"In Washington there was a severe wish to make sure Mousavi [Ahmadinejad's reformist rival] would be the winner because of the atmospherics and the comfort level in not dealing with Ahmadinejad and dealing with him," Trita Parsi, the president of National American Iranian Council, told Al Jazeera.
Before the results started to come out, Obama said that he was excited about the debate taking place in Iran and he hoped it would help the two countries to engage "in new ways".
"Whoever ends up winning the election in Iran, the fact that there's been a robust debate hopefully will help advance our ability to engage them in new ways," he said.
However, Rami Khoury, the editor-at-large of Lebanon's Daily Star newspaper, told Al Jazeera that the decisive victory could have been a reaction to widely-stated Western hopes for a reformist win.
"They probably didn't like the fact that this was being portrayed in the international press ... as though Obama's speeches were changing the Middle East," he said.
"This tells us that Tehran is not Tennessee, there is a difference in how things happen.
"The US doesn't know what is going on in Iran because it doesn't have anybody there," Khoury said.
"It has no officials, it has had no contact with Iran officially for 30 years, so there is a huge gap in knowledge of the basic sentiments of the Iranian people or the leadership."
Ahmadinejad has previously said that Iran would welcome talks with the US, but only if there was mutual respect between the two nations.
Officials in Tehran have said that means the accusations that Iran is seeking to build nuclear weapons and supports terrorism must stop.
In March, Obama made a speech to mark Nowruz, the start of the Persian New Year in which he called for a "new beginning" to relations and stressed his respect for the Iranian people.
But Ayatollah Ali Khameini, Iran's supreme leader, dismissed the message saying that the US still had to show it had changed its attitude towards the country.
Hady Amr, a political analyst at the Brookings Institute, told Al Jazeera that he expected the Obama administration to give Ahmadinejad's second-term government another chance to respond to such overtures.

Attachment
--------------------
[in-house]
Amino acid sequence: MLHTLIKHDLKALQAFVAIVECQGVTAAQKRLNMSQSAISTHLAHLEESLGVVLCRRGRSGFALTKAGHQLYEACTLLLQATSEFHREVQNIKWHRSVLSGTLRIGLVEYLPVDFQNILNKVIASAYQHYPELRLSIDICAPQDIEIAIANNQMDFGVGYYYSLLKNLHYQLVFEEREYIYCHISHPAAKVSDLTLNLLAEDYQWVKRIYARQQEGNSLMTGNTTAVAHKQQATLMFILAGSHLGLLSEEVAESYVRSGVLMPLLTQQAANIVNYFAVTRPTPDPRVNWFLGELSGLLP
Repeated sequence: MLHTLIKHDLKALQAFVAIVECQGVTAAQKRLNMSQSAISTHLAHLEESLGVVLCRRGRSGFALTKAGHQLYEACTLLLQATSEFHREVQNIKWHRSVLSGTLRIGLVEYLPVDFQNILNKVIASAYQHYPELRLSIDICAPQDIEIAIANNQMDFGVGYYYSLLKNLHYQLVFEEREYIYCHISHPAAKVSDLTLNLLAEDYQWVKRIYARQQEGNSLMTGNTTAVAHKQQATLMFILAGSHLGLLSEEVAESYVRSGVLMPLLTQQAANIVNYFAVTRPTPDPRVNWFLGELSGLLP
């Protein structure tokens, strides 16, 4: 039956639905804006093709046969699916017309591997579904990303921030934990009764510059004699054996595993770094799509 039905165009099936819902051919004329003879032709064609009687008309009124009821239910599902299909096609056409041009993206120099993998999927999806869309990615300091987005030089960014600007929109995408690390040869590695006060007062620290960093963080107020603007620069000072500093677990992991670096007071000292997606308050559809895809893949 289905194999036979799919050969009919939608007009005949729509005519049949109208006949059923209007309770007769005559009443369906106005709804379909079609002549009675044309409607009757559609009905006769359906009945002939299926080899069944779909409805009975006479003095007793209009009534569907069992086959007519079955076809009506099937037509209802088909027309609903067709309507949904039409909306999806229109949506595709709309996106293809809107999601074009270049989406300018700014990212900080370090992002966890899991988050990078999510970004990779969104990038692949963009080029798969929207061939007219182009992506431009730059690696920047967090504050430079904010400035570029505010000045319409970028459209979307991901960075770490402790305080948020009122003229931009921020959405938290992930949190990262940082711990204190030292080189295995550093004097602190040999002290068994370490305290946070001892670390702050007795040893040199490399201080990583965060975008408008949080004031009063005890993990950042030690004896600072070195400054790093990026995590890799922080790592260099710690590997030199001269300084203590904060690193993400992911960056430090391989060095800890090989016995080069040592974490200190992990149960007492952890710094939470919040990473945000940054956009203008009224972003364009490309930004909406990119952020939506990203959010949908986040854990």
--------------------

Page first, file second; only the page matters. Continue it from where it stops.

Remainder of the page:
"If they don't respond, the policy could change around the New Year," he said.
Meanwhile, Washington's main ally in the region, Israel, said that the re-election of Ahmadinejad underlined the fact that the international community must act to stop Iran from acquiring nuclear weapons.
"If they don't respond, the policy could change around the New Year"
"If there was a shadow of hope for a change in Iran, the renewed choice of Ahmadinejad expresses more than anything the growing Iranian threat," Danny Ayalon, Israel's deputy foreign minister, said in a statement.
Yigal Palmor, a spokesperson for the Israeli foreign ministry, told Al Jazeera: "The challenge that Iran poses to the international community does not rest on personality.
"It stems from its policies. A policy of obtaining at all costs nuclear weapons, a policy of promoting violence and terrorism throughout the region... This is something that should stop. It really doesn't matter who the president is.
"All the international community should concentrate on making Iran a friendly country ... to its neighbours and the region."
However, Afshin Molavi of the New America Foundation think-tank told Al Jazeera that there were many in the Israeli government who might welcome the outcome.
"In many ways, Mahmoud Ahmadinejad, for many folks in Tel Aviv who would like to see a serious confrontation with Iran over its nuclear programme, is a gift because of his outlandish statements about the Holocaust," he said.
"I would imagine that Prime Minister Binyamin Netanyahu is not unhappy with these results."
Israeli officials have repeatedly stressed the need for the US and its allies to act to prevent Iran from building atomic weapons. Tehran says that its nuclear programme is purely to meet civilian energy needs.